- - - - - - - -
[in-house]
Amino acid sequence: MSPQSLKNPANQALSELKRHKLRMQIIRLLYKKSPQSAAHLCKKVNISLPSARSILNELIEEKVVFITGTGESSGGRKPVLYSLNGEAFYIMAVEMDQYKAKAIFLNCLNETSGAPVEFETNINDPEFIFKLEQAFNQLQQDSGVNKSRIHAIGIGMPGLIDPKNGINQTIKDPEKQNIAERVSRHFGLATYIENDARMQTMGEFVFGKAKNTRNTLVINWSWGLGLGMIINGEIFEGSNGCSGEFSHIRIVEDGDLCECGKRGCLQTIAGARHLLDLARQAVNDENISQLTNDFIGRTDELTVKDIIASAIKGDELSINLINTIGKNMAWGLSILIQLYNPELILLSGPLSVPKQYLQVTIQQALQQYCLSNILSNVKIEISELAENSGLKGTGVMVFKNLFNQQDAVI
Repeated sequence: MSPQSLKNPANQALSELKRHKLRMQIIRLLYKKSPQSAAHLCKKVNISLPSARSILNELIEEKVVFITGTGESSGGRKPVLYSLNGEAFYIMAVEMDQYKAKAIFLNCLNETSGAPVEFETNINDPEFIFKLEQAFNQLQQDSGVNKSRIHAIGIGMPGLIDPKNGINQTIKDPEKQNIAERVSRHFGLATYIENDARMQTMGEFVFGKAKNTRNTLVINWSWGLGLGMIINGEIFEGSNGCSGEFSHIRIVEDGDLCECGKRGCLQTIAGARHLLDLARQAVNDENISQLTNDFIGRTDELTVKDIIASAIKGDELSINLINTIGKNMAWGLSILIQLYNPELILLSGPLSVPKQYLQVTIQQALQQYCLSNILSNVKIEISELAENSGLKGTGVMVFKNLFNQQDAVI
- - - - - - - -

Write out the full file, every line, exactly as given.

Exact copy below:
[in-house]
Amino acid sequence: MSPQSLKNPANQALSELKRHKLRMQIIRLLYKKSPQSAAHLCKKVNISLPSARSILNELIEEKVVFITGTGESSGGRKPVLYSLNGEAFYIMAVEMDQYKAKAIFLNCLNETSGAPVEFETNINDPEFIFKLEQAFNQLQQDSGVNKSRIHAIGIGMPGLIDPKNGINQTIKDPEKQNIAERVSRHFGLATYIENDARMQTMGEFVFGKAKNTRNTLVINWSWGLGLGMIINGEIFEGSNGCSGEFSHIRIVEDGDLCECGKRGCLQTIAGARHLLDLARQAVNDENISQLTNDFIGRTDELTVKDIIASAIKGDELSINLINTIGKNMAWGLSILIQLYNPELILLSGPLSVPKQYLQVTIQQALQQYCLSNILSNVKIEISELAENSGLKGTGVMVFKNLFNQQDAVI
Repeated sequence: MSPQSLKNPANQALSELKRHKLRMQIIRLLYKKSPQSAAHLCKKVNISLPSARSILNELIEEKVVFITGTGESSGGRKPVLYSLNGEAFYIMAVEMDQYKAKAIFLNCLNETSGAPVEFETNINDPEFIFKLEQAFNQLQQDSGVNKSRIHAIGIGMPGLIDPKNGINQTIKDPEKQNIAERVSRHFGLATYIENDARMQTMGEFVFGKAKNTRNTLVINWSWGLGLGMIINGEIFEGSNGCSGEFSHIRIVEDGDLCECGKRGCLQTIAGARHLLDLARQAVNDENISQLTNDFIGRTDELTVKDIIASAIKGDELSINLINTIGKNMAWGLSILIQLYNPELILLSGPLSVPKQYLQVTIQQALQQYCLSNILSNVKIEISELAENSGLKGTGVMVFKNLFNQQDAVI